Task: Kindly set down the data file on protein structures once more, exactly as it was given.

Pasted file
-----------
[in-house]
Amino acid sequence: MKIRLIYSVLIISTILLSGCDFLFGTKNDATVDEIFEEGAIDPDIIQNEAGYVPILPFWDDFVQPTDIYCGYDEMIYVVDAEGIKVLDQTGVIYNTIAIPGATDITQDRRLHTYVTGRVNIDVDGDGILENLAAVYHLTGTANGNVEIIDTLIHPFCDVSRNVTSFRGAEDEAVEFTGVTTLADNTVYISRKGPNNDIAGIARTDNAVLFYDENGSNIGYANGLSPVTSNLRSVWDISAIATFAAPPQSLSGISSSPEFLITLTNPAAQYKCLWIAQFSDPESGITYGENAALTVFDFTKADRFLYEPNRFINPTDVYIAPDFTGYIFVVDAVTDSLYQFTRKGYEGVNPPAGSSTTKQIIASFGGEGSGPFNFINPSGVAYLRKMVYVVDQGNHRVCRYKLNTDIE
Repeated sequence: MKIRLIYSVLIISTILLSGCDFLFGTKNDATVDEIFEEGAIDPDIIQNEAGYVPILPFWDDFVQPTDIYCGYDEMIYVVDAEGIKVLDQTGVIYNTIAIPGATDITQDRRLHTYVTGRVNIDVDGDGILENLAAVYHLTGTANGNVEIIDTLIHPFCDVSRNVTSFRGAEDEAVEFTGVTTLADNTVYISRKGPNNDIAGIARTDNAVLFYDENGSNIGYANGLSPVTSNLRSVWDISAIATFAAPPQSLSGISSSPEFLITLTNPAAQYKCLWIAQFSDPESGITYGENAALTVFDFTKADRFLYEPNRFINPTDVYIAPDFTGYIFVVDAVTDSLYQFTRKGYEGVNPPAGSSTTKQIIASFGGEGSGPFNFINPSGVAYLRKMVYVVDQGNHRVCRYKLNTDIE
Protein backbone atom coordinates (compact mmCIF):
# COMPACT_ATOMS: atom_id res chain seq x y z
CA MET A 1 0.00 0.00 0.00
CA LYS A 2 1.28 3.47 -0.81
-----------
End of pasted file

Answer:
[in-house]
Amino acid sequence: MKIRLIYSVLIISTILLSGCDFLFGTKNDATVDEIFEEGAIDPDIIQNEAGYVPILPFWDDFVQPTDIYCGYDEMIYVVDAEGIKVLDQTGVIYNTIAIPGATDITQDRRLHTYVTGRVNIDVDGDGILENLAAVYHLTGTANGNVEIIDTLIHPFCDVSRNVTSFRGAEDEAVEFTGVTTLADNTVYISRKGPNNDIAGIARTDNAVLFYDENGSNIGYANGLSPVTSNLRSVWDISAIATFAAPPQSLSGISSSPEFLITLTNPAAQYKCLWIAQFSDPESGITYGENAALTVFDFTKADRFLYEPNRFINPTDVYIAPDFTGYIFVVDAVTDSLYQFTRKGYEGVNPPAGSSTTKQIIASFGGEGSGPFNFINPSGVAYLRKMVYVVDQGNHRVCRYKLNTDIE
Repeated sequence: MKIRLIYSVLIISTILLSGCDFLFGTKNDATVDEIFEEGAIDPDIIQNEAGYVPILPFWDDFVQPTDIYCGYDEMIYVVDAEGIKVLDQTGVIYNTIAIPGATDITQDRRLHTYVTGRVNIDVDGDGILENLAAVYHLTGTANGNVEIIDTLIHPFCDVSRNVTSFRGAEDEAVEFTGVTTLADNTVYISRKGPNNDIAGIARTDNAVLFYDENGSNIGYANGLSPVTSNLRSVWDISAIATFAAPPQSLSGISSSPEFLITLTNPAAQYKCLWIAQFSDPESGITYGENAALTVFDFTKADRFLYEPNRFINPTDVYIAPDFTGYIFVVDAVTDSLYQFTRKGYEGVNPPAGSSTTKQIIASFGGEGSGPFNFINPSGVAYLRKMVYVVDQGNHRVCRYKLNTDIE
Protein backbone atom coordinates (compact mmCIF):
# COMPACT_ATOMS: atom_id res chain seq x y z
CA MET A 1 0.00 0.00 0.00
CA LYS A 2 1.28 3.47 -0.81